Consonance brings the poem's pleasant gardens to life on the page. Listen to the gentle sounds of lines 2-3, for example:
the gardens were well-tended
The fountains sprayed their usual steady jet;
"Were" and "well-tended" gently alliterate, while the sibilance of "fountains sprayed" and "steady jet" mimics the sound of that spouting water. All in all, these sounds create euphony; put simply, they sound nice—and that's exactly the problem! This place looks just as lovely as it did before the speaker's loss, having not changed in the slighted in response to the speaker's grief. Gentle /eh/ assonance ("well-tended" and "steady jet") adds to the lines' musical, lyrical feel.
There's more consonance in the second stanza, much of which is again sibilant. Listen to the /s/, /sh/, and /z/ sounds throughout lines 6-7:
The thoughtless birds that shook out of the trees,
Singing an ecstasy I could not share
These soft, hushed sounds again convey the gentle beauty of the scene at hand. The speaker's sharp, raucous pain seems utterly out of place in such a serene setting.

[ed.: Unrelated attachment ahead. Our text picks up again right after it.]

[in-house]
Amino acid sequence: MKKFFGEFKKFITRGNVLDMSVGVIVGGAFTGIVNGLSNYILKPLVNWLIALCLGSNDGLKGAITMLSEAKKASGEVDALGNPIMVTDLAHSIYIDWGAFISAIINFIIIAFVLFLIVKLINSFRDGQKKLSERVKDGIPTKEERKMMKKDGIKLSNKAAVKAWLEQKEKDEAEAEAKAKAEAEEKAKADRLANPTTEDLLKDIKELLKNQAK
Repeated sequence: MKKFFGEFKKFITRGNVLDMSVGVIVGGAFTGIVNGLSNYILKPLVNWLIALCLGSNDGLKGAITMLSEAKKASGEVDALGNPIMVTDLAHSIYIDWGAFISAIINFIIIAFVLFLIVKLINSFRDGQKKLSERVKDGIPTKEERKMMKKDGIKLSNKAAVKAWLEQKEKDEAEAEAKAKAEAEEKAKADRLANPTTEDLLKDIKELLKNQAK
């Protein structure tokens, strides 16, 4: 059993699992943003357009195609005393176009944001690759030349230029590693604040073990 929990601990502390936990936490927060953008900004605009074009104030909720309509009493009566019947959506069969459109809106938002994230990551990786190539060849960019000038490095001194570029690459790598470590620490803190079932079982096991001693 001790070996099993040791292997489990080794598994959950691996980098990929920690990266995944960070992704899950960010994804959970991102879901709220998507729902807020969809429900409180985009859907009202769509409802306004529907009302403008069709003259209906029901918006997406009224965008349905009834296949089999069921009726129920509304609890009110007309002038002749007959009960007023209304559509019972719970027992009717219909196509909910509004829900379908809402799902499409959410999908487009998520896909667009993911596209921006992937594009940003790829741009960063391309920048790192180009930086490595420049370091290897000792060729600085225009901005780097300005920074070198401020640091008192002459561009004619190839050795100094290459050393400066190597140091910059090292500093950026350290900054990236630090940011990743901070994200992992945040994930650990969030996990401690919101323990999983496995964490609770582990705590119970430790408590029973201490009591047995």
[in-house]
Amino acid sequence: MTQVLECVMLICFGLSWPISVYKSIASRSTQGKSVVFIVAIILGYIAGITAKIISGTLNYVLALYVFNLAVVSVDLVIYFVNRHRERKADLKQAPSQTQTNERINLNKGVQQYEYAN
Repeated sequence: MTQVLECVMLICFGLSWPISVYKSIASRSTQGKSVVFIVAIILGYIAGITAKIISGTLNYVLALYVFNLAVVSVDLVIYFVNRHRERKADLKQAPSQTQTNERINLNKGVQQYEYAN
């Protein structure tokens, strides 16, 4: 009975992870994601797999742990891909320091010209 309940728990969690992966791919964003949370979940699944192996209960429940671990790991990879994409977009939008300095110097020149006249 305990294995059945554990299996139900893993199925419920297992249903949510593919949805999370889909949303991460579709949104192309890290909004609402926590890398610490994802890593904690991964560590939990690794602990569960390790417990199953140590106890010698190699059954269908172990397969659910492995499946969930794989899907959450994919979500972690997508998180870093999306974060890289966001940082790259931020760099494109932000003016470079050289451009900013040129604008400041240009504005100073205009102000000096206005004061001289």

Line 12 dial-up this sibilance even more, though here it sounds threatening rather than peaceful:
That made your absence seem a savage force,
These hissing, spitting sounds convey the speaker's bitter anger at the fact that the world doesn't honor their grief. Try saying these lines out loud; that "savage force" sounds downright frightening!
The spiky /k/ sounds of the poem's final two lines stand out amidst the poem's gentle music. The consonance of "earthquake," "shaken," and "thinking" help to capture the speaker's turbulent emotions, those sharp /k/ sounds shaking the poem and evoking the sharp jolt the speaker feels when they think about the person they've lost.